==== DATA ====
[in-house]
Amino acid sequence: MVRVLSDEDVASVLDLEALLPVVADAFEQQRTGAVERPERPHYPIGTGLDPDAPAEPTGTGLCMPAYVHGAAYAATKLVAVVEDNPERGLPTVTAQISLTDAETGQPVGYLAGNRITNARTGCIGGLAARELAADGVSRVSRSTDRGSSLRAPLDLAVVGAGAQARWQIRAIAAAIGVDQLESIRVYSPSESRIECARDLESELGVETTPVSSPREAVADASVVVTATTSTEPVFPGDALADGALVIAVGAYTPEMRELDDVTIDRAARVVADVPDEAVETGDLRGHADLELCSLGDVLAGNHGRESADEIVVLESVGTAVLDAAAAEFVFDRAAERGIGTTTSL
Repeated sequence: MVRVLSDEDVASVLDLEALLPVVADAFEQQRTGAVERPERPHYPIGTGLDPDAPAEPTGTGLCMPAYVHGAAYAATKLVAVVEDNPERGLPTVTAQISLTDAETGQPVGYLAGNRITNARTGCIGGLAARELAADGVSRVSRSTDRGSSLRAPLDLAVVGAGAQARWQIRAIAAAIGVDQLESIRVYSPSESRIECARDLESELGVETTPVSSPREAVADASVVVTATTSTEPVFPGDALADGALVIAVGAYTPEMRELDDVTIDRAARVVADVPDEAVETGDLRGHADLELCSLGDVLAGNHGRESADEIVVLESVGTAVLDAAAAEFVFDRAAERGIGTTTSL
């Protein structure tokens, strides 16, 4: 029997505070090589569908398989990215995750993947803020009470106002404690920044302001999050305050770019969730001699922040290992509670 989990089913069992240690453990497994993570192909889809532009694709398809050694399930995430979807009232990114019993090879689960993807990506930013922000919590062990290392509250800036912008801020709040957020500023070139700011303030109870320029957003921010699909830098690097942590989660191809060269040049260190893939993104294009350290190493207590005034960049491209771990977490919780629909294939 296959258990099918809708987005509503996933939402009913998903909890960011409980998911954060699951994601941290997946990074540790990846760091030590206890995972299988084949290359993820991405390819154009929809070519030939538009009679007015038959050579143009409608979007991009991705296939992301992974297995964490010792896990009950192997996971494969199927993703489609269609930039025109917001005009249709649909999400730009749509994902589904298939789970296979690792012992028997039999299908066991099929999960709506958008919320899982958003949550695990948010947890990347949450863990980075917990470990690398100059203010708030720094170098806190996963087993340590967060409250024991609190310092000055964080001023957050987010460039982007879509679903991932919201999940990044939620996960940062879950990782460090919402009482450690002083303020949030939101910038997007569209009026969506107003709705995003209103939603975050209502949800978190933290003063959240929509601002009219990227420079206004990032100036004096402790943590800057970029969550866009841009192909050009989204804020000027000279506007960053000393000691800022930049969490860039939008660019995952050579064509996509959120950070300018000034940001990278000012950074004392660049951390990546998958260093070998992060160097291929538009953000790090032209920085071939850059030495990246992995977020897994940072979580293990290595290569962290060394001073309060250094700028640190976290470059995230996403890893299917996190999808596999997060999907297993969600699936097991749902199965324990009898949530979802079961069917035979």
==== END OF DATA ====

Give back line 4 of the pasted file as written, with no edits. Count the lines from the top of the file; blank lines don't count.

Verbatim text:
């Protein structure tokens, strides 16, 4: 029997505070090589569908398989990215995750993947803020009470106002404690920044302001999050305050770019969730001699922040290992509670 989990089913069992240690453990497994993570192909889809532009694709398809050694399930995430979807009232990114019993090879689960993807990506930013922000919590062990290392509250800036912008801020709040957020500023070139700011303030109870320029957003921010699909830098690097942590989660191809060269040049260190893939993104294009350290190493207590005034960049491209771990977490919780629909294939 296959258990099918809708987005509503996933939402009913998903909890960011409980998911954060699951994601941290997946990074540790990846760091030590206890995972299988084949290359993820991405390819154009929809070519030939538009009679007015038959050579143009409608979007991009991705296939992301992974297995964490010792896990009950192997996971494969199927993703489609269609930039025109917001005009249709649909999400730009749509994902589904298939789970296979690792012992028997039999299908066991099929999960709506958008919320899982958003949550695990948010947890990347949450863990980075917990470990690398100059203010708030720094170098806190996963087993340590967060409250024991609190310092000055964080001023957050987010460039982007879509679903991932919201999940990044939620996960940062879950990782460090919402009482450690002083303020949030939101910038997007569209009026969506107003709705995003209103939603975050209502949800978190933290003063959240929509601002009219990227420079206004990032100036004096402790943590800057970029969550866009841009192909050009989204804020000027000279506007960053000393000691800022930049969490860039939008660019995952050579064509996509959120950070300018000034940001990278000012950074004392660049951390990546998958260093070998992060160097291929538009953000790090032209920085071939850059030495990246992995977020897994940072979580293990290595290569962290060394001073309060250094700028640190976290470059995230996403890893299917996190999808596999997060999907297993969600699936097991749902199965324990009898949530979802079961069917035979």